NOTES ON THE LAW: THE ATTORNEY/CLIENT RELATIONSHIP

The practice of law begins with a client. How should a lawyer decide whether to agree to represent someone? Many lawyers, inexperienced or otherwise, are tempted to take “whatever comes through the door”. To succumb to that temptation is a mistake.

Questions that should be asked before agreeing to represent someone include:

1. Is the prospective client competent to hire me?

2. Does the client’s case have merit?

3. Am I qualified to handle the case?

4. Do I currently have the time and resources needed to give the client the quality representation s/he deserves?

5. Do I have a conflict of interest?

Although attorneys are not physicians, we are expected to evaluate the competency of a client before entering into an agreement to represent them. The client must be able to understand the retainer agreement. This is particularly important with contingency fee agreements where a recovery (by agreement or judgment) must be obtained and the lawyer is to receive a percentage of that recovery, and with more complex agreements involving a hybrid of hourly rate compensation and contingency fees. All attorney fee agreements where fees are anticipated to be over $1,000.00 must be in writing. (Business & Professions Code §6148) The best practice is to always have a written attorney fee agreement with client(s).

To determine if a client’s case has merit, investigation outside of the initial interview may be necessary. In those cases, limited representation to conduct the investigation is appropriate. When an attorney determines that a client’s case is without merit, s/he should not take the case or should cease representation. Although there are over 200,000 lawyers actively licensed to practice law in California, the belief that some other lawyer will take a meritless case is not a valid reason for you to do so.

To answer the question of whether or not you have the knowledge and skill necessary to competently represent a client, evaluate previous cases in which you have successfully, or unsuccessfully, represented client(s) under similar circumstances. If you determine that you are inexperienced in the particular area of law involved in the case or, if litigation is required, that you have little or no trial experience, consider associating with a competent lawyer or acquiring the necessary learning and skill before performance is required. (See Rules of Professional Conduct 3-110) Under all circumstances a lawyer must be diligent in performing the work s/he has agreed to undertake.

Determining whether you have the time and resources necessary to assist a particular client will require the evaluation of factors such as the degree of difficulty of the work to be performed, scheduling conflicts and availability of the attorney, amount of support staff required and the experience and skill levels of the lawyer and staff who will handle the case. Taking a case when you do not have the time or resources to devote to it is a disservice to the client.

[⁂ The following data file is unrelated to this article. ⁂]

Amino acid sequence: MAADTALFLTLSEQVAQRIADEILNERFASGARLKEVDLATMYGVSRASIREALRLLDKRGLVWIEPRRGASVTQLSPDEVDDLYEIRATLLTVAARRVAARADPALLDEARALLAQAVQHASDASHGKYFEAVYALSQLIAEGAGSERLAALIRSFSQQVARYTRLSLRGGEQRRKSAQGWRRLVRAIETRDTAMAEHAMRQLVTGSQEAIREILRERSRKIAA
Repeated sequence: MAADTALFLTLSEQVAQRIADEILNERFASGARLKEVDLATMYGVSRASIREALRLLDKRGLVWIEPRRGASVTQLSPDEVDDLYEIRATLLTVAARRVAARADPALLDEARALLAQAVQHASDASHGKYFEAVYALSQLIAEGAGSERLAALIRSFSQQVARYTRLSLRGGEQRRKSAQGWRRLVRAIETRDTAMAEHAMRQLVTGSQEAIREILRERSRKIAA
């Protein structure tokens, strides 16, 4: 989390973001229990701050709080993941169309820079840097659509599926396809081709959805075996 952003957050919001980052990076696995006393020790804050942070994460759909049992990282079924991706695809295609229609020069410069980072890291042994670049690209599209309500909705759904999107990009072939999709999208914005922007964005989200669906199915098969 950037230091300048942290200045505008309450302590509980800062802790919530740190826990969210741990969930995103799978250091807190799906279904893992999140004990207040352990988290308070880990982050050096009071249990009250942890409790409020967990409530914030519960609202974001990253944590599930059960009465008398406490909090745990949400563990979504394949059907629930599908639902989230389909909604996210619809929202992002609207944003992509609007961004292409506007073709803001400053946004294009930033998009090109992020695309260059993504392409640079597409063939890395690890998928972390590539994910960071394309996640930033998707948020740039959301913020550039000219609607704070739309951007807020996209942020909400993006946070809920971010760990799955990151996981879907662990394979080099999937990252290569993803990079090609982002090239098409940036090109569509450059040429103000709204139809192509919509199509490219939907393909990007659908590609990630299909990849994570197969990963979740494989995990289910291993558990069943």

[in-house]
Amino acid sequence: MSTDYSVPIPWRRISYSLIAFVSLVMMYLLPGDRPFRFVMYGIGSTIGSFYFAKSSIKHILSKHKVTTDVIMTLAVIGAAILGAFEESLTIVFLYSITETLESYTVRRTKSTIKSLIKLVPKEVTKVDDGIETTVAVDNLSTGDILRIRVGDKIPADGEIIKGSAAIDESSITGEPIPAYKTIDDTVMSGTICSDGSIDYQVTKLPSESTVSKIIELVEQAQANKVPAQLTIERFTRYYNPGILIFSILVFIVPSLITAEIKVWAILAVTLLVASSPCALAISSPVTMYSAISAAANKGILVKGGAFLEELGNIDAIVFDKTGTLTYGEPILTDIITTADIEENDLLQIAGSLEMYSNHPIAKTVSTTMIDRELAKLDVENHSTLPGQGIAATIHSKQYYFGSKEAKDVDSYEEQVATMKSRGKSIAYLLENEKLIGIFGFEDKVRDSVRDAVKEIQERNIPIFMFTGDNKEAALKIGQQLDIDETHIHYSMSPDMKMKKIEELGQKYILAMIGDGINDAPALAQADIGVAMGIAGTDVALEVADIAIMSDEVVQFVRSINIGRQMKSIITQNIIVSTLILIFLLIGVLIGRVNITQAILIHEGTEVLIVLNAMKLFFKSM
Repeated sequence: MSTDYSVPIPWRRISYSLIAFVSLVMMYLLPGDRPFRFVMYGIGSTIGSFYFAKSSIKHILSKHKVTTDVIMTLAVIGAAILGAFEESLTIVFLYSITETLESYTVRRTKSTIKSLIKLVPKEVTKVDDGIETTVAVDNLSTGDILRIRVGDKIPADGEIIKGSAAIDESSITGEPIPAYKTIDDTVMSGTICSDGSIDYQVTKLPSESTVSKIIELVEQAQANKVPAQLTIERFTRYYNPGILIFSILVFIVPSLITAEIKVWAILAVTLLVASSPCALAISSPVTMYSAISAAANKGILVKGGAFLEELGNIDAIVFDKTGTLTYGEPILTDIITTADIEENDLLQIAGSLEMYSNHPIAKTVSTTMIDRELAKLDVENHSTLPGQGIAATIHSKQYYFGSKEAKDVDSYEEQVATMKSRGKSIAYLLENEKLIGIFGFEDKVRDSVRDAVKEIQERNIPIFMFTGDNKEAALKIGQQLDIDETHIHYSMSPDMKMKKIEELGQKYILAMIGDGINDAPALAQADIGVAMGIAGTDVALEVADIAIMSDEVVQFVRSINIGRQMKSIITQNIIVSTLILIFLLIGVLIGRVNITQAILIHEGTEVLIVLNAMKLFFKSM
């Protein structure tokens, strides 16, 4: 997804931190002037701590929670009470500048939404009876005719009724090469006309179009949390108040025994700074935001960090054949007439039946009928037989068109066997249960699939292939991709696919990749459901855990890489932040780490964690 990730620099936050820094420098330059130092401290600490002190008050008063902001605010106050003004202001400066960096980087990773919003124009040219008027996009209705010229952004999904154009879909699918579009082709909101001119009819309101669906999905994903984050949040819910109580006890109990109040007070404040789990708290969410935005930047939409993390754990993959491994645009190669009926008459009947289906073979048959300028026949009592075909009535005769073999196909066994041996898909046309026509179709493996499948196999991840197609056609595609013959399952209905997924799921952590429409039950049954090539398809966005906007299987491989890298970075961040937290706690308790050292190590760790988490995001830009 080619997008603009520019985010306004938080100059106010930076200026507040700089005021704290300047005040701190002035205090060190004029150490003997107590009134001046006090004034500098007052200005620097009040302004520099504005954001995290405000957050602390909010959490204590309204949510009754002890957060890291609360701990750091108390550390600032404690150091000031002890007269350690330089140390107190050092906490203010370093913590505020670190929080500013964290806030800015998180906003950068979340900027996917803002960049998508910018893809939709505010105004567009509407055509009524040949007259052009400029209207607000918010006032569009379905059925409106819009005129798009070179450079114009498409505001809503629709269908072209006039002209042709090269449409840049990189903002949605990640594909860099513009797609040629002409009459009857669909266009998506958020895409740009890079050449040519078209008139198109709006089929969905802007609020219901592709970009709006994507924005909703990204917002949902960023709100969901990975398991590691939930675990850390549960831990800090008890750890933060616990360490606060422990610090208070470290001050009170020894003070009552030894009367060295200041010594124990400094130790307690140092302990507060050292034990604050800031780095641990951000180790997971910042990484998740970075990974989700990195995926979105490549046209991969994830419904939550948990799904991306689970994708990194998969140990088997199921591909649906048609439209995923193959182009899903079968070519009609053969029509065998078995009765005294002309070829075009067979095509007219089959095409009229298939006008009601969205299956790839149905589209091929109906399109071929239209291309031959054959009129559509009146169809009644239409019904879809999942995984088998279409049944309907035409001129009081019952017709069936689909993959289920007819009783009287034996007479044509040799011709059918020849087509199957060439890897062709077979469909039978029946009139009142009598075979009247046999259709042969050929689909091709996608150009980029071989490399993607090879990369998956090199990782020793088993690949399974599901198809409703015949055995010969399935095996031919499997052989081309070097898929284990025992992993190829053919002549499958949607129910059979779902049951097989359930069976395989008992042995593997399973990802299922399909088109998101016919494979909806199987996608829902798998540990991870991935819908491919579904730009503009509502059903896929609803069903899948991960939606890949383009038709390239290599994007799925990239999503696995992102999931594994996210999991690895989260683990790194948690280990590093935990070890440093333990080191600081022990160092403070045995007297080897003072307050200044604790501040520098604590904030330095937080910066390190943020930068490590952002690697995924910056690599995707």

Before agreeing to represent a client, determine whether or not there is a conflict of interest. Conflicts arise under many circumstances, but a lawyer should not agree to represent a client with whom they have an “actual conflict” (See Rules of Professional Conduct 3-310). In circumstances where a “potential” conflict of interest may arise, representation may proceed with the informed written consent of the client. [This issue is complex and will be addressed in a later article.] In situations where a lawyer may be permitted to represent a client, they should consider their relationships with related parties before agreeing, or declining, to do so.

Lawyers have a duty of loyalty to their clients. (See Rules of Professional Conduct 3-310). Once a lawyer has agreed to represent a client, they must advise that client regarding their duties and responsibilities under the law. The law, however, is a minimum standard of conduct and lawyers have a responsibility to tell clients not only what they must do, but also what they should do in matters where the law is concerned. That responsibility comes with a duty to advise clients to show good judgment concerning lawsuits they file and claims they pursue.

In California, attorneys are: 1) counselors empowered to advise and assist with transactional work, and 2) attorneys authorized to represent clients in the Superior, Appellate and Supreme Court(s) of our state. They are also officers of the court, licensed by the State Bar and sworn in by the Supreme Court of California. They are expected to be zealous advocates for their clients, but this does not relieve them from the duties of civility, integrity and professionalism.